Arizona Court: Off Duty Officer Injury Qualifies for Workers’ Comp

March 26, 2008

Arizona’s Court of Appeals has ruled that an administrative law judge erred in finding that an off-duty police officer’s gunshot injury in the course of protecting a friend was not due workers’ compensation because the officer’s employment rules required him to take action to safeguard life even while off duty.

In Kelly J. Lane v. The Industrial Commission of Arizona, Lane, an officer for the Tucson Police Department (TPD), testified he had been riding his mountain bike while off duty at night in rural Pinal County, Ariz., with two friends, Randy R. and Keith L. After the ride, they were standing near their two vehicles, when they heard gunshots. At Lane’s suggestion, they decided to pack up and leave the area. In helping to get his friend Randy behind the safety of their vehicle, Lane was shot in the back.

Lane later maintained that, when he left the position of safety behind his vehicle to assist Randy, he did so in part based on his police training and in part because “[he] would do that for a friend,
even if [he] wasn’t a cop,” court documents state. Lane received emergency surgery immediately, had several more surgeries as part of his recovery, and spent 30 days in an intensive care unit. Upon his recovery, Lane filed a report with his police captain, who concluded that concluded Lane had been “acting as a law enforcement officer at the time of the shooting.”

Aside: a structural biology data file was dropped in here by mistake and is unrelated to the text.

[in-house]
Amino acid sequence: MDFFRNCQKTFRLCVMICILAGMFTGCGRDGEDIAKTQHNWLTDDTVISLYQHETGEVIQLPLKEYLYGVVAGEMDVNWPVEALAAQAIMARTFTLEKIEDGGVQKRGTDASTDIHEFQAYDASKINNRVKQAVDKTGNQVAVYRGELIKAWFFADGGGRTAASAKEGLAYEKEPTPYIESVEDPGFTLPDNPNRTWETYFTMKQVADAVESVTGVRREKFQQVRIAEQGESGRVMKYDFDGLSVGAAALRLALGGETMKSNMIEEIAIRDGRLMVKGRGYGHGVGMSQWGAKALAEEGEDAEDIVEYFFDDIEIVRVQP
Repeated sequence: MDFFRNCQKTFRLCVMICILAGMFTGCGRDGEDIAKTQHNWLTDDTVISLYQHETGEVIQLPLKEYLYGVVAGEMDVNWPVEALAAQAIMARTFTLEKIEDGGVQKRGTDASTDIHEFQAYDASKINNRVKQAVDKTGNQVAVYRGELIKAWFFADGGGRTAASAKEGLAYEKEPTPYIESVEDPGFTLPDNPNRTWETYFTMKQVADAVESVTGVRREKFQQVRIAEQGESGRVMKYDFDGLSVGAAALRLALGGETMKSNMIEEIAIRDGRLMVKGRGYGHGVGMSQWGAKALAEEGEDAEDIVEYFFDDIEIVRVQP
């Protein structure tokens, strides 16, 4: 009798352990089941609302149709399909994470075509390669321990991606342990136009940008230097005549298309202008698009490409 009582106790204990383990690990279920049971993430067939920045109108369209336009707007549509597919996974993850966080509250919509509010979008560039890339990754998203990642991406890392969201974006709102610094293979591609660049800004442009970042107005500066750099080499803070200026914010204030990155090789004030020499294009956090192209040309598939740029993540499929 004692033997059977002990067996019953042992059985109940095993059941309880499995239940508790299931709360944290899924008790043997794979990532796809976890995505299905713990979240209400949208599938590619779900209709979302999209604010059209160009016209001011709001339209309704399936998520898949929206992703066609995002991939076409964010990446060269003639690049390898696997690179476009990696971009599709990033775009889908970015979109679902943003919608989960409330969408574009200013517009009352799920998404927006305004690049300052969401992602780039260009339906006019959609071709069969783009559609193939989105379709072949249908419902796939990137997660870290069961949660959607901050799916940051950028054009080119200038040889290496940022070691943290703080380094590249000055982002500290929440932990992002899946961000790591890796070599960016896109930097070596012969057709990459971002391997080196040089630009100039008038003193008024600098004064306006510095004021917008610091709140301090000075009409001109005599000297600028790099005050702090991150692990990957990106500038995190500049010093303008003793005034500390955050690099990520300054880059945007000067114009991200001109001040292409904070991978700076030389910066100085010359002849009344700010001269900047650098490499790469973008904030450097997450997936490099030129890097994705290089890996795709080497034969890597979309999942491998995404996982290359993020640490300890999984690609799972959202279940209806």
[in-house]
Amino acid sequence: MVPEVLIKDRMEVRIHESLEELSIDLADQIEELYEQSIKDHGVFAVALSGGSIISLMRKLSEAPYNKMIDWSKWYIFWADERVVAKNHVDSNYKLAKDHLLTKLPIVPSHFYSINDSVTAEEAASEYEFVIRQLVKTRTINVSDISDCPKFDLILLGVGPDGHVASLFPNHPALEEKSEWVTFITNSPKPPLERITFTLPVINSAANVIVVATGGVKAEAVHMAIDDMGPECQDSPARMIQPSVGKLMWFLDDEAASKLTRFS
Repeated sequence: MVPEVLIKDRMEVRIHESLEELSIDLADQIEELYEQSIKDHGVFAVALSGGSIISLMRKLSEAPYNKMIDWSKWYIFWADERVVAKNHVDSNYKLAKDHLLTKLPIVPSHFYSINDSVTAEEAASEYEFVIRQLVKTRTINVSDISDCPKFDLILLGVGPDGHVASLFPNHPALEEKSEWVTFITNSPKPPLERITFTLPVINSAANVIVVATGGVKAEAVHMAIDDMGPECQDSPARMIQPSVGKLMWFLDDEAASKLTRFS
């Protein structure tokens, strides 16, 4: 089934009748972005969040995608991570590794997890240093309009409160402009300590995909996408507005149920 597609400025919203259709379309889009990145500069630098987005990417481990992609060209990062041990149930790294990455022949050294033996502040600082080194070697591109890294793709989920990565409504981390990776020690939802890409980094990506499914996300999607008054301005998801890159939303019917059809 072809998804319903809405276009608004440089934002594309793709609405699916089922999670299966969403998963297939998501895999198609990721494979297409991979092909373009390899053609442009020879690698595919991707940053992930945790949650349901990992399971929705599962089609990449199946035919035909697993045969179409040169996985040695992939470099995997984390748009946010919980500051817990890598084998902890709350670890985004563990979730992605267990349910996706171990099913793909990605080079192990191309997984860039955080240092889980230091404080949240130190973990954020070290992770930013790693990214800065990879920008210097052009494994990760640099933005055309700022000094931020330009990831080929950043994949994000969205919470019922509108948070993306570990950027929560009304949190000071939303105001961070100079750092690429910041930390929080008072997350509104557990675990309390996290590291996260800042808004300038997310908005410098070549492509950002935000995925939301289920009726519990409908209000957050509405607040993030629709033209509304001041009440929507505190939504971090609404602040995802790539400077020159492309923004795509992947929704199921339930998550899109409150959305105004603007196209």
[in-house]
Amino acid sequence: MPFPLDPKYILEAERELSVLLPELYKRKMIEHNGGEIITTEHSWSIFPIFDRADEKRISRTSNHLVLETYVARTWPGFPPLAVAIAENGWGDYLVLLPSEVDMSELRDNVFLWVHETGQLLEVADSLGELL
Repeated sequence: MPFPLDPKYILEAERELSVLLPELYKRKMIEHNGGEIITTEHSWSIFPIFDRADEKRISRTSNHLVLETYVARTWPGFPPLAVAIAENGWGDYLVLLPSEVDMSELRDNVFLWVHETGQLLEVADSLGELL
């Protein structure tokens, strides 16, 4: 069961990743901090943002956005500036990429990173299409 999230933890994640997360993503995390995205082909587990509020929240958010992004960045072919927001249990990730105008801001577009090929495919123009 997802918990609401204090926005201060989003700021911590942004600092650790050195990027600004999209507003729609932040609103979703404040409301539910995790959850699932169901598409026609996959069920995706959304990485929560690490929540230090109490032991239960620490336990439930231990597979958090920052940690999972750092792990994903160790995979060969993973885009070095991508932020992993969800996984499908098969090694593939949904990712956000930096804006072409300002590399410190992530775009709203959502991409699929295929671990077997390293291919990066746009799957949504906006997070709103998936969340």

An administrative law judge issued an award finding Lane’s claim
noncompensable because he had not been acting as a peace officer at the time he was injured, and therefore implicitly concluding his injury did not “aris[e] out of and in the course of his
employment” as required by A.R.S. § 23-1021(A) to be compensable,” court documents state.

However, the appeals court found that Lane’s injury did arise out of and in the course of his employment and is therefore compensable. In order for an injury to be considered arising out of employment, “the injury must result from some risk of the employment or be incidental to the discharge of the duties thereof,” the appeals court said. Lane argued his injury arose out of his employment because “his work as a law enforcement officer increased the risk that he would be injured while responding to criminal activity, such as a shooting.”

“Lane suffered both an increased risk and, arguably, a peculiar risk arising out of his employment under the specific circumstances of the case. Although Lane was off duty, the relevant code of conduct for his employment required him to “act in an official capacity if [he] observe[d] an incident requiring police action . . . [to] safeguard life, property, or prevent the escape of a felon or violent criminal,” the court said.

“Because Lane has established that his injury had the requisite “quantum of ‘work-connection'” to satisfy both the arising out of and in the course of employment elements of the test for determining compensability, we set aside the award,” wrote Presiding Judge Peter J. Eckerstrom.

For more information about the case, visit

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